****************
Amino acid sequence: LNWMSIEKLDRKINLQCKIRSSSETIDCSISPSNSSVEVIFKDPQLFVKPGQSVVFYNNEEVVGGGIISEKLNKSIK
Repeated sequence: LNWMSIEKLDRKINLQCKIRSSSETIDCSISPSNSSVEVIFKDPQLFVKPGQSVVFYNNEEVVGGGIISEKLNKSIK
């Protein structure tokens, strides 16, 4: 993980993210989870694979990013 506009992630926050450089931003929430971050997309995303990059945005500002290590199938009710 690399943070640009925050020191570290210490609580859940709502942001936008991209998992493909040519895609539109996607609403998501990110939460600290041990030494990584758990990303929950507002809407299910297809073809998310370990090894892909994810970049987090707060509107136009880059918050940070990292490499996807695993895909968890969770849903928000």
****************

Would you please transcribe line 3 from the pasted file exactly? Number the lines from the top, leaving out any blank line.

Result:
């Protein structure tokens, strides 16, 4: 993980993210989870694979990013 506009992630926050450089931003929430971050997309995303990059945005500002290590199938009710 690399943070640009925050020191570290210490609580859940709502942001936008991209998992493909040519895609539109996607609403998501990110939460600290041990030494990584758990990303929950507002809407299910297809073809998310370990090894892909994810970049987090707060509107136009880059918050940070990292490499996807695993895909968890969770849903928000």